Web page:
Young couple, becoming superhero

How to Create Believable Main Characters

Knowing how to bring non-existent people to life on the page is an essential skill for any writer, and even more so when deadlines are tight.

When time is of the essence, and you have to keep yourself motivated, forcing yourself to write a novel with a flat, dull or uninspiring main character quickly turns into something like a road trip with your least favorite classmate.

Beyond being interesting enough to keep you writing for 30 days and 50,000 words (in the case of NaNoWriMo) a character has to be one other thing: believable.

Unbelievable characters tend to do things no normal person would (or could) do. They act irrationally or are clearly little more than vessels for a deus ex machina – one of the most unsatisfying experiences in any novel.

So how do you avoid unbelievability when you create a character, especially when writing sci-fi or fantasy?

There are a few ways, and they start with their physical appearance.

On the page, many writers begin by describing how their characters look. Things like ‘she had blonde hair, blue eyes, and a wide smile.’ But is hair color, eye color, and one defining attribute really the first thing you notice about a person?

When describing a character, you want to hold back just enough to let the reader’s imagination become engaged. To do this, you can generate mystery by making your physical description loftier, e.g., ‘the man limped into the room like an oppressive storm cloud.’ You can just see him: dressed in black, a sour or drawn expression on his face, probably something like an accountant or lawyer — and he’s angry.

Not to mention, we have an interesting Chekhov’s Gun in the form of his limp. How did he get it? Is it a real handicap, or is he faking for some reason?

Lofty descriptions don’t have to make full logical sense, and they let you play with metaphor while creating the quickest sketch of a character and leave the rest to the reader’s imagination. To practice doing this, try coming up with lofty descriptions for people you see on the street. How would you describe them to someone else if you had to do it in less than seven words?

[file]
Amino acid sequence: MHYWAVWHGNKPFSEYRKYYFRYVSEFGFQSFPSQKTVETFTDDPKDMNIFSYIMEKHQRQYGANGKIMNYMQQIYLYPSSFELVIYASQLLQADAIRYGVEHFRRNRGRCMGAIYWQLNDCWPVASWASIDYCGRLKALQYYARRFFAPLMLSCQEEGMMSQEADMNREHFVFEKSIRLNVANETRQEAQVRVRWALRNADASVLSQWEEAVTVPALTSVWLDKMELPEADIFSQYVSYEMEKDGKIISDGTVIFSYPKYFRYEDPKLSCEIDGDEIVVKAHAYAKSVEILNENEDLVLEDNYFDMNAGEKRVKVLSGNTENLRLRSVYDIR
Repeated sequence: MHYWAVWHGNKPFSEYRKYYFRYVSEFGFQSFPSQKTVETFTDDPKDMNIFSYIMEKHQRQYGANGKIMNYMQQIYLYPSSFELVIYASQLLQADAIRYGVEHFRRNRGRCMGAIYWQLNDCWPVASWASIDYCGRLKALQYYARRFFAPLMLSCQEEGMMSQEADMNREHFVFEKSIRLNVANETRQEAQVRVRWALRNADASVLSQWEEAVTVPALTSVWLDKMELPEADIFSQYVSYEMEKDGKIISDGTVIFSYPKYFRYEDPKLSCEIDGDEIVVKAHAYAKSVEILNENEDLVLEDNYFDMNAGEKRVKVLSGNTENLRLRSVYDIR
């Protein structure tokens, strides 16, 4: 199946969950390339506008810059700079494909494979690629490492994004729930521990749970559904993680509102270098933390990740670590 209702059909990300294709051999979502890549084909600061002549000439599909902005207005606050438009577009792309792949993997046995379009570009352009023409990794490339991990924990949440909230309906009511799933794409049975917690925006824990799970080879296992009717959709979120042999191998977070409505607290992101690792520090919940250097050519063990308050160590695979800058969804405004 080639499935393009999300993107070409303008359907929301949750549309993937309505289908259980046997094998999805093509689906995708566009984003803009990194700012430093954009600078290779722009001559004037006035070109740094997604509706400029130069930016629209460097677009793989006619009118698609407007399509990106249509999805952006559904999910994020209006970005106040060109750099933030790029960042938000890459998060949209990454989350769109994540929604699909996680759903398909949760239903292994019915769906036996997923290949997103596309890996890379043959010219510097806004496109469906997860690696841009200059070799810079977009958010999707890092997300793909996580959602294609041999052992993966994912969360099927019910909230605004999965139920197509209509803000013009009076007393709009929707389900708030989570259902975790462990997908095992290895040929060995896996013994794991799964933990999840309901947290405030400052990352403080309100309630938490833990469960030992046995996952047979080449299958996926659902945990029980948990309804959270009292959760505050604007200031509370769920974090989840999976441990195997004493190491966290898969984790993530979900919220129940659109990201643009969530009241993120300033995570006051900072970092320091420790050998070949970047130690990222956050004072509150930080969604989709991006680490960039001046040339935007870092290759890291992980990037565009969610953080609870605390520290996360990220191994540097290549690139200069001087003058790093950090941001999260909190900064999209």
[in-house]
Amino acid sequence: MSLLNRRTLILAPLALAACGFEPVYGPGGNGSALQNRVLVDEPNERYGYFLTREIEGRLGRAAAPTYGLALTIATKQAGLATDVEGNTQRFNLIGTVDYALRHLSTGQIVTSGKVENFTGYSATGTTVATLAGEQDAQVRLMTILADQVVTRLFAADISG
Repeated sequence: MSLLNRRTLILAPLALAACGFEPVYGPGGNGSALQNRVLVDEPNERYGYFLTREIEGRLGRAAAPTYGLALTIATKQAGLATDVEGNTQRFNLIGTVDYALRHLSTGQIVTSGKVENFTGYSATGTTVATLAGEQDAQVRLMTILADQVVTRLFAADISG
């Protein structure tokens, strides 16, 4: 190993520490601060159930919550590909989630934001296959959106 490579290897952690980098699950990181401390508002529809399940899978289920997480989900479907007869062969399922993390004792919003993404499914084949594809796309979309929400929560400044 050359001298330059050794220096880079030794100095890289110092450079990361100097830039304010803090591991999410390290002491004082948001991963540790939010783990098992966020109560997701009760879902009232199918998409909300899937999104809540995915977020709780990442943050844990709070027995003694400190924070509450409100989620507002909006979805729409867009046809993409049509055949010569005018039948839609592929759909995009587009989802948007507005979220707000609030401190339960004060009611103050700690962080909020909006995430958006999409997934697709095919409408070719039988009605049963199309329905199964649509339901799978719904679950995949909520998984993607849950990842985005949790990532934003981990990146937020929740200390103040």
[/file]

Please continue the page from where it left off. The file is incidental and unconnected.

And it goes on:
Next, when you create a character, you have to make them act rationally — according to the logic of your world. If space aliens land in your protagonist’s front yard, he’s either going to be horrified and call the police or roll his eyes because it’s the intergalactic IRS and it’s time for an audit.

This is a broad example, but especially in magical and alternate realities, you have to consider the furthest reaching implications of your story’s differences to the real world.

But in our real world, people don’t always act very logically. Grief, for example, can send logic right out the window. Part of creating a well-rounded and believable character is to sort out their idiosyncrasies and write them according to that character’s own form of logic. As long as the behavior can be rationalized, it can be accepted.

To build a thorough view of a certain character’s outlook, it’s worth taking the time to flesh them down on paper and develop a comprehensive understanding. Answer questions such as:

  • Where are they from?
  • How educated are they, and where did they receive their education?
  • How many family members do they have?
  • Who are their best friends or confidants?
  • What are they scared of?
  • What makes them happy?
  • What are their hobbies?
  • What do they dislike, in the world and in other people?
  • What are they skilled at?
  • What are they distinctly unskilled at?

Armed with this knowledge, prepare a short story describing a day in the life of this character. What is their routine? What do they think about? Where do they go, and who do they talk to?

Immersing yourself in this banality is, surprisingly, an excellent primer for getting into the character’s skin. Once you understand how they view the world and how they tend to react in everyday situations, it will be much easier to think how they will react when the action heats up – and much easier to explain the reasons why to the reader.

Another big problem when you create a character is accountability. Believable characters impact the environment, and people around them — it’s unbelievable to have anyone, especially a powerful character, barge through life doing what they like without having to face any consequences.

Consider superhero movies: at the climax, when the skyscrapers of the city are tumbling to the sidewalks and the hero is busy fighting the bad guy — who’s going to clean all of this up? How many hundreds of people were in that office building as it fell to the ground? Why isn’t the army trying to put a stop to this?

You don’t have to get bogged down in every detail – otherwise, Superman movies would consist of nothing but him filling out insurance forms – but it helps to do as much as you can to keep a link with reality, and consider your story from your ancillary characters’ points of view. If a particular act has wide effects, make sure you include consequences that the character will personally need to deal with – or, indeed, run away from.



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